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“Clerics' opposition to women's Bill a diversionary tactic”

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‘We shall overcome': Newly-nominated Rajya Sabha member Javed Akhtar addressing a meeting in support of the Women's Reservation Bill at Jantar Mantar in New Delhi on Saturday.
‘We shall overcome': Newly-nominated Rajya Sabha member Javed Akhtar addressing a meeting in support of the Women's Reservation Bill at Jantar Mantar in New Delhi on Saturday.

Staff Reporter

Reservation for women is enevitable: Javed Akhtar

‘Clerics and political parties are suddenly concerned about the plight of Muslim women'

‘Muslim Personal Law Board never provided any quotas for women in any field'

NEW DELHI: Reservation for women is inevitable and cannot be prevented from taking place, said eminent lyricist-writer Javed Akhtar, who has just been nominated to the Rajya Sabha by the President, here on Saturday.

Speaking at a protest meeting to support the Women's Reservation Bill and to condemn allegedly reprehensible statements made by clerics with regard to women, Mr. Akhtar said it was disappointing that reservations for women had not taken place earlier.

Exposed

Those who are protesting against the Bill on the ground that it does not provide representation to Muslim and Other Backward Classes women have been exposed, said Mr. Akhtar.

“What right does the All-India Muslim Personal Law Board have to ask for a quota for Muslim women in Parliament when it has never provided any quotas for women in any field?” Mr. Akhtar asked, adding that political parties opposing the Bill too had not spoken up for Muslim women's rights in the past.

Scared

According to Mr. Akhtar, parties are opposing the Bill as members are scared of having their privileges taken away. “Clerics cannot deny Muslim women their rights as they are also Indian women and are entitled to Constitutional rights,” he said.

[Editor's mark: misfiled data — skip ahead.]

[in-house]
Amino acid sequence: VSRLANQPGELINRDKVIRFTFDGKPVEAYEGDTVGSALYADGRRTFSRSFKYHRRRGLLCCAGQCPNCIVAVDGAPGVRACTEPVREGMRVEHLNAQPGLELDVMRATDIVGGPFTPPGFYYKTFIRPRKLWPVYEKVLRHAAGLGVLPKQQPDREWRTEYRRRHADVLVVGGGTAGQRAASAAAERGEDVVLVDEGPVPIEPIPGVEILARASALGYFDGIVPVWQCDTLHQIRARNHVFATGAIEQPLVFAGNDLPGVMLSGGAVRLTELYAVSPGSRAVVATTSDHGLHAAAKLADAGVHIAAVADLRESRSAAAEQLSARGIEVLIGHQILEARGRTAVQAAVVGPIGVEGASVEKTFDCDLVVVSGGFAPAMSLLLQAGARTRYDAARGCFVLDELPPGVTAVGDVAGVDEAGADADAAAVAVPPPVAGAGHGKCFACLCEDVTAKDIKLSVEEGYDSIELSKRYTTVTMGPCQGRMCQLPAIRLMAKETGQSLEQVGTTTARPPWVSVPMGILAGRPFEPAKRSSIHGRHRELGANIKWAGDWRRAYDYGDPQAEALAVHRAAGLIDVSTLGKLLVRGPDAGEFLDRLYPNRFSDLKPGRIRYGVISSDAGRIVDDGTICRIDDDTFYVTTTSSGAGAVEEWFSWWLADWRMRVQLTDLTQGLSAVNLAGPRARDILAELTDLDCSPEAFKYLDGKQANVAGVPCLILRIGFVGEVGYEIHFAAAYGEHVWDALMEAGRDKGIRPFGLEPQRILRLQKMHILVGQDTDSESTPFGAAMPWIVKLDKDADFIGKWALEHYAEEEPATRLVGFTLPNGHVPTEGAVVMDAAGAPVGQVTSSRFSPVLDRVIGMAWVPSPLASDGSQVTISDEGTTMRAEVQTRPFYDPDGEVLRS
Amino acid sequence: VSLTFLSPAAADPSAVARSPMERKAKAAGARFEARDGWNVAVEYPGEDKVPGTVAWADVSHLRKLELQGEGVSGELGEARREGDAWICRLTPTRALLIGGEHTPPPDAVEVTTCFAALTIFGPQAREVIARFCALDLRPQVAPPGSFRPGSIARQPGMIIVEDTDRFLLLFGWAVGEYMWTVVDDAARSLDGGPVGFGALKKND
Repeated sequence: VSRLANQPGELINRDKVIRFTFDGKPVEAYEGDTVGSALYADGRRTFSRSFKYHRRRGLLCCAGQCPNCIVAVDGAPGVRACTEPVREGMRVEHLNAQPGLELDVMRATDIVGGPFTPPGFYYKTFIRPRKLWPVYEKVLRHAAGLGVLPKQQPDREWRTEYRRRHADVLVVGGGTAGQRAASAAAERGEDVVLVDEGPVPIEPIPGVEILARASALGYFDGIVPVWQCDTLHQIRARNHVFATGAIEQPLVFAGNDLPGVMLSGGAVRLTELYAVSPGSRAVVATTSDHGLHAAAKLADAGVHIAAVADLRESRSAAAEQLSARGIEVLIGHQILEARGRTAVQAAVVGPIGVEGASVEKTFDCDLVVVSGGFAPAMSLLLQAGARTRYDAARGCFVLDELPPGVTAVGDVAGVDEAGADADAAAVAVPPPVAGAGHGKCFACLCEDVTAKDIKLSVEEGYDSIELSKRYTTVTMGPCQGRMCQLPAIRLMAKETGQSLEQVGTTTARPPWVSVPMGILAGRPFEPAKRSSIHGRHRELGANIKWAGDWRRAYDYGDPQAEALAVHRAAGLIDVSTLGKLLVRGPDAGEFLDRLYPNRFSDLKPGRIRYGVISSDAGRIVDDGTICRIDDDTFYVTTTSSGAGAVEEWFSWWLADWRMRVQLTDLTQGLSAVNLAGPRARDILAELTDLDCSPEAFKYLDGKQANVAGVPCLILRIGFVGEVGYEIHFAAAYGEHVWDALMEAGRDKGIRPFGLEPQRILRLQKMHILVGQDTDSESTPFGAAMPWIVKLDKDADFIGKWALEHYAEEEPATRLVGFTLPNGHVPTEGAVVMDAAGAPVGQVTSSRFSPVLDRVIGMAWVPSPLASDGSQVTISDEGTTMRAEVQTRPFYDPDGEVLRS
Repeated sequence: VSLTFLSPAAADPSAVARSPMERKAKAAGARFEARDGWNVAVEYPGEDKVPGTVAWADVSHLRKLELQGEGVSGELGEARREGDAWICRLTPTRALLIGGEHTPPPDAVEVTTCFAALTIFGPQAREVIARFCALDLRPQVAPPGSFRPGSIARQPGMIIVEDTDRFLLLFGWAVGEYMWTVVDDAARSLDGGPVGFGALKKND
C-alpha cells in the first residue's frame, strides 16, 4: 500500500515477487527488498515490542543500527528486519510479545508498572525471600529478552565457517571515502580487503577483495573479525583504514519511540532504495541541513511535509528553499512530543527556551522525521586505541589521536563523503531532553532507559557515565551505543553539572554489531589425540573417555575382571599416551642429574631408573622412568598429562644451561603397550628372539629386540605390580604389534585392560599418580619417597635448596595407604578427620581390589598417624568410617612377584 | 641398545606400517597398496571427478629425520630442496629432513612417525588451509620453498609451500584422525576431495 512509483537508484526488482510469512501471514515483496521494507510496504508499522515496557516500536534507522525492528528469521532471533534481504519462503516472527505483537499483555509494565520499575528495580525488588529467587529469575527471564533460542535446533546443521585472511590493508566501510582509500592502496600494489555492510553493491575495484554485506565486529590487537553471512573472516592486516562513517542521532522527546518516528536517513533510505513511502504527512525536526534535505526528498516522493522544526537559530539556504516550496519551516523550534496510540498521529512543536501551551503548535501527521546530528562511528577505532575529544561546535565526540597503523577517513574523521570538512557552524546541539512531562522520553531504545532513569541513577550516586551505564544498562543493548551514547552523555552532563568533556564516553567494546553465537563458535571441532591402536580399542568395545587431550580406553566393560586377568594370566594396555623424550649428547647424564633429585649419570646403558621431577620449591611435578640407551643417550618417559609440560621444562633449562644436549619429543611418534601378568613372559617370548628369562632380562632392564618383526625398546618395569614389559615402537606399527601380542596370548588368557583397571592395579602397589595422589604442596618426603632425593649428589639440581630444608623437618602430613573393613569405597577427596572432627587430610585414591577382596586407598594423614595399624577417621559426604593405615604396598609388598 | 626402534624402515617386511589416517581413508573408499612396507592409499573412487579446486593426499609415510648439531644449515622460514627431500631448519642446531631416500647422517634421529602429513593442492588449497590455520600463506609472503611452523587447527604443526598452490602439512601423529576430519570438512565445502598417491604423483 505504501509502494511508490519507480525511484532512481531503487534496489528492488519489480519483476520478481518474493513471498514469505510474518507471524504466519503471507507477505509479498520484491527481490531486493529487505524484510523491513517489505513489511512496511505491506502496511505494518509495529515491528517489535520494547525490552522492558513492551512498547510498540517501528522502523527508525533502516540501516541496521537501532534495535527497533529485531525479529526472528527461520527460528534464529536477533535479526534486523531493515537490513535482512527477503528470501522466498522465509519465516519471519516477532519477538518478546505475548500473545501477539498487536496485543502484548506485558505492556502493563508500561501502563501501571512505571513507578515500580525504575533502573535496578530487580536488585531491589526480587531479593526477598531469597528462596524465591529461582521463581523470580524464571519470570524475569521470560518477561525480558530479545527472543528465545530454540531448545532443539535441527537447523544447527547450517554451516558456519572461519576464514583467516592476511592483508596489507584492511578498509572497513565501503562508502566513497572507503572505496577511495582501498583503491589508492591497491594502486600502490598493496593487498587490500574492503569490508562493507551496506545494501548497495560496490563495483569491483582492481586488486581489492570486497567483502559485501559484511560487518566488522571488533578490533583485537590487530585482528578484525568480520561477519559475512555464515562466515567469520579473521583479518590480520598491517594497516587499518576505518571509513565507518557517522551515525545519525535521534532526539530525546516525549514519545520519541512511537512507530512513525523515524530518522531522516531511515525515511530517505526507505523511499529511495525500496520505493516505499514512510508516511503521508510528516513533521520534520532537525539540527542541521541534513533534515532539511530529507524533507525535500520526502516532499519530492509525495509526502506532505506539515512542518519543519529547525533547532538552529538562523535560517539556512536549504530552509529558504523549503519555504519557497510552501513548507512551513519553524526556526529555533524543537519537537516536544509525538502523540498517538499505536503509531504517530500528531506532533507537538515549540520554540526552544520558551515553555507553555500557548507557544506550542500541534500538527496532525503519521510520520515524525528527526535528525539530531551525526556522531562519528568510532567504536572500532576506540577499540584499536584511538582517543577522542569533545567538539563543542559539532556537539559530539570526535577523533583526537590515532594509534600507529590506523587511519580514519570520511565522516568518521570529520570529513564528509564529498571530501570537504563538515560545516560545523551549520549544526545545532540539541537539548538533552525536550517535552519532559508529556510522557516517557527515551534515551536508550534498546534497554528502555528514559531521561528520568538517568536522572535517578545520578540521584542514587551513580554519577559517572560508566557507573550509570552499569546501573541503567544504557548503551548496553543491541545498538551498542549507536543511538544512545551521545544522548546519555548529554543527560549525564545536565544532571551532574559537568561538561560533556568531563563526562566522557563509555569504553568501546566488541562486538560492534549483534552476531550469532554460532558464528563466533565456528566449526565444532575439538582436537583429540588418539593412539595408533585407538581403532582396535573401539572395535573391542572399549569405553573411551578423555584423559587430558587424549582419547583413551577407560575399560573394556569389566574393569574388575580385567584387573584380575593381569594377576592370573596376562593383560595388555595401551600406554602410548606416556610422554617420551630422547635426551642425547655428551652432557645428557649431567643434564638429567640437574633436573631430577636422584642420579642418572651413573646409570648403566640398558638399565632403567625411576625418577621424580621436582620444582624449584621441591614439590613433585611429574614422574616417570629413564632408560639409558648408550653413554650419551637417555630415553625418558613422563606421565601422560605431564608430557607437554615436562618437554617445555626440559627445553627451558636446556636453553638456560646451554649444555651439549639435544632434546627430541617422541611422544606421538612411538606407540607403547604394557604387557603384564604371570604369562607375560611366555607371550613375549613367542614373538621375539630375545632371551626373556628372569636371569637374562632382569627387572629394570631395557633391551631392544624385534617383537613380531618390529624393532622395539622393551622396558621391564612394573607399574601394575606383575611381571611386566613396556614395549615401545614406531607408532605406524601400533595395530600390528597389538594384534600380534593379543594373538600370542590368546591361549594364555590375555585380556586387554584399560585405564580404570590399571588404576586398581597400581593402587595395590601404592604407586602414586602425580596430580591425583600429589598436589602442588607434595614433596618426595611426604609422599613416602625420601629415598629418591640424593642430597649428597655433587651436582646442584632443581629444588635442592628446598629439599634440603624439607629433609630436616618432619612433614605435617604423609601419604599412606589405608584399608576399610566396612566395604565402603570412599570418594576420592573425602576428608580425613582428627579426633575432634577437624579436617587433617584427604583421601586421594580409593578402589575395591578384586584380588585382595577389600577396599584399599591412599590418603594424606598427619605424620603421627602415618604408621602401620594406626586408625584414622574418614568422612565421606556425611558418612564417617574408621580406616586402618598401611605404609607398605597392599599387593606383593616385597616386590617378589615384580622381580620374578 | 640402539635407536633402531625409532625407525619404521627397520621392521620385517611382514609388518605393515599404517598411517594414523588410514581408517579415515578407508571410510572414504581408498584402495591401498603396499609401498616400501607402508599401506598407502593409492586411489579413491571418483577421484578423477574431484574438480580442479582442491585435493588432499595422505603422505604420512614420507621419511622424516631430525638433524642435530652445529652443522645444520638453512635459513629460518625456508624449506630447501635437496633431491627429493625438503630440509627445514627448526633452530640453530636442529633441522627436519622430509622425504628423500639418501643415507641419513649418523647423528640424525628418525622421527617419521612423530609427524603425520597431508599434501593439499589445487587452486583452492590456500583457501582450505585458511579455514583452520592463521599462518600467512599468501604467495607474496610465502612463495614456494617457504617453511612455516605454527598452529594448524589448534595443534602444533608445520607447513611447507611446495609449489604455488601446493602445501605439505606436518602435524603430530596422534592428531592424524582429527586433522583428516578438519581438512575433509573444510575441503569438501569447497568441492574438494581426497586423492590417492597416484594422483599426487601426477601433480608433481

A statement was released at the meeting which said once the Women's Reservation Bill “is adopted there can and will be democratic processes through which space and genuine participations for excluded women including Muslim women can be worked out”.

Space in the party

Act Now for Harmony and Democracy (ANHAD) member Shabnam Hashmi said: “If parties are concerned about the plight of Muslim and OBC women, they can allot them space in the party and the political structure but they must not protest reservation for women.” “The clerics who are remembering Islam and the political parties who are suddenly concerned about the plight of Muslim women are protesting against the Bill as a diversionary tactic so that it is not passed. They should know that it is important for the Women's Reservation Bill to be passed,” she added.

All-India Democratic Women's Association member Sehba Farooqui said: “Reservations for women will not transform society overnight. Yet it is a step forward towards empowering women.”

Lawyer Khadija pointed out: “When Muslim women participated in the struggle for India's independence, they were not fighting for their own independence but for the country's independence as a whole. Similarly we do not want distinct reservations for Muslim, OBC or Dalit women but for women in general.”

Speakers emphasised that identities of women as Muslim or OBC were being emphasised more and the identities of women as women were being rendered secondary. “Clerics and so-called scholars who are protesting against women in positions of power are negating Islam,” said Muslims for Secular Democracy member Javed Anand.

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